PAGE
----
Leo J. Hindery, Jr., 57, is Managing Partner of InterMedia Partners VII, LLP, which makes mid- to large-size media investments. InterMedia Partners VII follows on InterMedia Partners I through VI which were founded by Mr. Hindery in 1988 and, by 1997-1999 when they were sold, were the ninth largest cable system operator in the country. Until October 2004 he was Chairman (and until May 2004 Chief Executive Officer) of The YES Network, the nation's premier regional sports network he formed in the summer of 2001 as the television home of the New York Yankees, where he won five executive producer Emmys for outstanding programming.
From December 1999 until January 2001, Mr. Hindery was Chairman and Chief Executive Officer of GlobalCenter Inc., a major Internet services company, which was then merged into Exodus Communications, Inc. (During part of this time, from March 2000 until September 2000, Mr. Hindery served as interim Chief Executive Officer of Global Crossing Ltd., the parent company of GlobalCenter.)
Until November 1999, Mr. Hindery was President and Chief Executive Officer of AT&T Broadband, which was formed out of the March 1999 merger of Tele-Communications, Inc. (TCI) into AT&T. AT&T Broadband encompassed all of AT&T's video, local telephony and data services operations. Mr. Hindery was elected President of TCI and its numerous affiliated companies, then the world's largest cable television distribution and programming entity, in February 1997.
In 1998, Mr. Hindery was International Cable Executive of the year and received the Foundation Award of the International Radio & Television Society, the Executive Achievement Award of the National Association of Minorities in Cable, the CTPAA President's Award for Outstanding Commitment to Public Affairs, and the Joel A. Berger Award for his leadership in AIDS and HIV awareness and initiatives. In 1999, Mr. Hindery was named Cable Television Operator of the Year, received from the National Cable Television Association its Distinguished Vanguard Award for Leadership, and was named by "Business Week" as one of the "Top 25 Executives of the Year". In 2002, Mr. Hindery was inducted into the Hall of Fame of the Minority Media & Telecom Council, received the Oates-Shrum Leadership Award of the Gay & Lesbian Victory Fund, and was named a Founder of the Society of Jesus (Jesuits). In 2003, he co-founded, along with Russian Federation Council Chairman Sergey Mironov, Transatlantic Partners Against AIDS (TPAA). In 2004, he received The Chapel of Four Chaplains Legion of Honor Award for his service to humanity and the Man of the Year Award of the Kidney & Urology Foundation of America. In 2005, he received from the Asia Society and TPAA their Founders Award for his efforts in the international fight against AIDS, notably in Asia.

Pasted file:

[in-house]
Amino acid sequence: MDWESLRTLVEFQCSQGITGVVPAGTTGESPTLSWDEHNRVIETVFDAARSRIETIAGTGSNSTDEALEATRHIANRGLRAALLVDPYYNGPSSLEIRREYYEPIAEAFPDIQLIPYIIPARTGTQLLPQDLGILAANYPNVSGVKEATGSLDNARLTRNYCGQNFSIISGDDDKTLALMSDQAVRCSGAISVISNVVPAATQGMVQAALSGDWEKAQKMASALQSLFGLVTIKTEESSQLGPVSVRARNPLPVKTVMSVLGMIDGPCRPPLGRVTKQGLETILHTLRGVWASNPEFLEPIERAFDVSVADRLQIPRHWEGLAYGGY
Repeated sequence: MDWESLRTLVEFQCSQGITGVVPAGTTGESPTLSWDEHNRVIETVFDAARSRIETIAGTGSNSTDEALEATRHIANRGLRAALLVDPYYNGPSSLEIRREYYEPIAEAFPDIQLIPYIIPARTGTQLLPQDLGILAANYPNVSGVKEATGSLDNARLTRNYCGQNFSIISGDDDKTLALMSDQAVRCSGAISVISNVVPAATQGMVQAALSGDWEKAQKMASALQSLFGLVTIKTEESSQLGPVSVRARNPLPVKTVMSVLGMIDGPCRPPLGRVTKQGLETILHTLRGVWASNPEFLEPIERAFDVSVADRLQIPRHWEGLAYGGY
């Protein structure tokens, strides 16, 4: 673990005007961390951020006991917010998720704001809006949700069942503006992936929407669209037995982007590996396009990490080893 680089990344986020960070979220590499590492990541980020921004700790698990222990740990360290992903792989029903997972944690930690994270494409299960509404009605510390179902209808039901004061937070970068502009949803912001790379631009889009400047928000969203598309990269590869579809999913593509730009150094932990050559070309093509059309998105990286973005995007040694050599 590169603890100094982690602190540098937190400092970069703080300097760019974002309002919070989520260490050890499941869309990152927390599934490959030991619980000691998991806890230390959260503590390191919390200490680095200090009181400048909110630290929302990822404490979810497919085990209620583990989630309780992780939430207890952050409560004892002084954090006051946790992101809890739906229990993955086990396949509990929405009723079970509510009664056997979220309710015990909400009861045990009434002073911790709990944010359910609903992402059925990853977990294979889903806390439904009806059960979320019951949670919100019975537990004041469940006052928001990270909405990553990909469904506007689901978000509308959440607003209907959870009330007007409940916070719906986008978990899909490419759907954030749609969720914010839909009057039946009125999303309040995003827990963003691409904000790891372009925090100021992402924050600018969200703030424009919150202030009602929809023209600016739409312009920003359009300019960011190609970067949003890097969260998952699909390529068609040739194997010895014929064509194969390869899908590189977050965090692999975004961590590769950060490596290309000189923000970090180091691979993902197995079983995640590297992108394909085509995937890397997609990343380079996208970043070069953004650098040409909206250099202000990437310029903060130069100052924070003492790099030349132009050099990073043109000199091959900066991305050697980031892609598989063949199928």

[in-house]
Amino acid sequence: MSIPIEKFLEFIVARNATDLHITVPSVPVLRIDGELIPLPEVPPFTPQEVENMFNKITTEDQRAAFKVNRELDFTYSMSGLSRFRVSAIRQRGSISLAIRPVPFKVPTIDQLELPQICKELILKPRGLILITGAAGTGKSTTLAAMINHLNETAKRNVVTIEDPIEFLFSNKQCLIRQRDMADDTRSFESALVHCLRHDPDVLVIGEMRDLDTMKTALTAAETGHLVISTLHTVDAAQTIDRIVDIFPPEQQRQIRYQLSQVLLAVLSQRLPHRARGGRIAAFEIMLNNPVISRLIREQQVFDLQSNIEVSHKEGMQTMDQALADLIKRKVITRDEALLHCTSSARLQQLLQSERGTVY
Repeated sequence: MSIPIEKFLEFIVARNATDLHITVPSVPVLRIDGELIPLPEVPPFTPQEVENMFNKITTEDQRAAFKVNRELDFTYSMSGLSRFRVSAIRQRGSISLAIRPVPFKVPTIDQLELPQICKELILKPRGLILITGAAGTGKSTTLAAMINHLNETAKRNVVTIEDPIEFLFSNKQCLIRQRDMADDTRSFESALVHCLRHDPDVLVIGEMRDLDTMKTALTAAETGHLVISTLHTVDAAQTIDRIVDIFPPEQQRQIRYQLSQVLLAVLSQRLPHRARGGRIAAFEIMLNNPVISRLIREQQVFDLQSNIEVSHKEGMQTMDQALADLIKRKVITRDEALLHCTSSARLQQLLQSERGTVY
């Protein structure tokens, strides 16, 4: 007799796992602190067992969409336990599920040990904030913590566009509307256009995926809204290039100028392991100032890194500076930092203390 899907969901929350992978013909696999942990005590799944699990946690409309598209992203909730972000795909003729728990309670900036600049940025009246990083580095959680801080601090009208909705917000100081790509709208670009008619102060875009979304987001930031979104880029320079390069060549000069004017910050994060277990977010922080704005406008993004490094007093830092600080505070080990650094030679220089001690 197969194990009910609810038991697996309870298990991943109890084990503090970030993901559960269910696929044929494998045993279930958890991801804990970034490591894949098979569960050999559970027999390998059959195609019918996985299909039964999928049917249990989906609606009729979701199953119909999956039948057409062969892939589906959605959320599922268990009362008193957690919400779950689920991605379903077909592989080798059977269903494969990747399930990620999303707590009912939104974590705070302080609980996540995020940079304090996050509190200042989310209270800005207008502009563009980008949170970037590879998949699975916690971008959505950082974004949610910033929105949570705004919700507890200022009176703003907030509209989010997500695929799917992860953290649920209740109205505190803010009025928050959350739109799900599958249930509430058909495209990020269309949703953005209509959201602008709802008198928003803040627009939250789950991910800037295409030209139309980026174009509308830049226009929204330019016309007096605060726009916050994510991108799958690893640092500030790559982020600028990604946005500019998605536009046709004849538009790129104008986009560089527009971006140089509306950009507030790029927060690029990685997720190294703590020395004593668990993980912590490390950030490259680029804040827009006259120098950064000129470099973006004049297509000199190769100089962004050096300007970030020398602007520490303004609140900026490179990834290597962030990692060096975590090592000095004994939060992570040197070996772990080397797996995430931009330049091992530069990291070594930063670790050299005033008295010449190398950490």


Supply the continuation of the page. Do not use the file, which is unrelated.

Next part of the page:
Mr. Hindery graduated from Stanford University's Graduate School of Business in 1971, where he earned a Master of Business Administration degree. He is a graduate of Seattle University. Mr. Hindery has received honorary Doctor of Humane Letters degrees from each of Emerson College and the Rabbinical College of America. He is currently an Executive-in-Residence at Columbia Business School. Mr. Hindery is a Director of the Daniels Fund, the Global Business Council on HIV/AIDS, the Library of Congress Trust Fund, the Milano School of New School University, Teach for America, and Victory Junction Gang Camp. He is a U.S. Senate appointed Member of the HELP Commission, which seeks to improve U.S. development assistance and food aid around the globe. He is also a Director of West Virginia Media Holdings LLC.
Mr. Hindery is married to Patti Wheeler, and he has one daughter from a previous marriage, Robin Hindery, who is a journalist. For recreation, Mr. Hindery races a Porsche GT3 RS professionally, and his racing resume, which began in NASCAR from 1995 to 1997, includes the last four 24 Hours of Le Mans (2002-2005) where he finished second in 2003 and first in 2005.